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What is your musical goal? How much live versus writing in the studio? What is your musical genre?


Those are important considerations here.


You sound very new to the whole field of synths/workstations and computer music production in general, and I'd say you would be over-buying in either case. If this is all "really new", you're likely to throw your hands up in frustration at all these features that you just can't use.


IMO, you are MUCH better served with a software-based studio at this point... or at least _trying_ a demo. I agree with MoodyBluesKeys about Ableton. Download. Install. Try!


Alternatively, you could try Cubase Studio, or Reason/Record, or any number of digital audio workstations, to see if they float your boat.


You would need a "controller" keyboard (weighted/semi-weighted? How many knobs/buttons do you want? Lots to choose from here) which will be FAR cheaper than a workstation synth. Or you could get a lower-end but highly playable workstation (Korg M50) and use it to play parts into the DAW.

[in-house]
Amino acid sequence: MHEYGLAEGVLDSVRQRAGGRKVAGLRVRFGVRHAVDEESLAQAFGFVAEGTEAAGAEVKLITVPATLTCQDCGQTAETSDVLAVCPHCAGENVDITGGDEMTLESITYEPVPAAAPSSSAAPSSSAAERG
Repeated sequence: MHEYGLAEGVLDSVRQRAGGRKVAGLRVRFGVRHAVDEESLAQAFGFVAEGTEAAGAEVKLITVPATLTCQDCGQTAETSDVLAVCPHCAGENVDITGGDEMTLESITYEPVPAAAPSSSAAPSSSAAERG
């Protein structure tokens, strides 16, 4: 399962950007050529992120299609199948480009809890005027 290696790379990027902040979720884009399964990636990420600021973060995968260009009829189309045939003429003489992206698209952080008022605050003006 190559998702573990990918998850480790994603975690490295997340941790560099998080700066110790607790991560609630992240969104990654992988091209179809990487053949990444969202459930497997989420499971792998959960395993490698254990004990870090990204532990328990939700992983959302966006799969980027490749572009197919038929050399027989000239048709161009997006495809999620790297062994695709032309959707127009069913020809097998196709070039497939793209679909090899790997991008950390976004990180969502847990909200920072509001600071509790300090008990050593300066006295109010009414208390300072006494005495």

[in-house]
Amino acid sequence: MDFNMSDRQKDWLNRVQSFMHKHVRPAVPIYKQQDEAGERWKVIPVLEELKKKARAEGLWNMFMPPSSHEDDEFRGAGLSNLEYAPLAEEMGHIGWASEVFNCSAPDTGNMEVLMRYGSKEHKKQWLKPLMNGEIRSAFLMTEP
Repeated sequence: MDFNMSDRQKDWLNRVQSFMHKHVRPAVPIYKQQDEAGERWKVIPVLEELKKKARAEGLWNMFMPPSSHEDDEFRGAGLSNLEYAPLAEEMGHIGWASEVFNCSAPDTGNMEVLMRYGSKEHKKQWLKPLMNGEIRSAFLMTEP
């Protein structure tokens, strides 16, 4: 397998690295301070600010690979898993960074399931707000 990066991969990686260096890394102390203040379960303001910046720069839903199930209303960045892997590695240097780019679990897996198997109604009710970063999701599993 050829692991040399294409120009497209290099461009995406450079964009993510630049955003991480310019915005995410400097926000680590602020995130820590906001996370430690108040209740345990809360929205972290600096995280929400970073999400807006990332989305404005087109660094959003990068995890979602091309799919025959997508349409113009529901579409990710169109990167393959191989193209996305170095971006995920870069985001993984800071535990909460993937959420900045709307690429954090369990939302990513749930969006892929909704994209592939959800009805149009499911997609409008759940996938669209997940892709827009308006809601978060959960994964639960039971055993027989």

This could be a far better investment, to which you can eventually add a more involved "workstation" type of keyboard if you wanted to.


If you ARE planning to play live a lot, we can have a different conversation here.


Sorry if this sounds like an intervention. I've seen too many people who are new to synths, go completely overboard with a purchase, and then bark about how it's "too complex" or falls short in some other way.


Again, we can provide better advice--and perhaps suggest options you hadn't considered--if we knew what your specific musical goals were.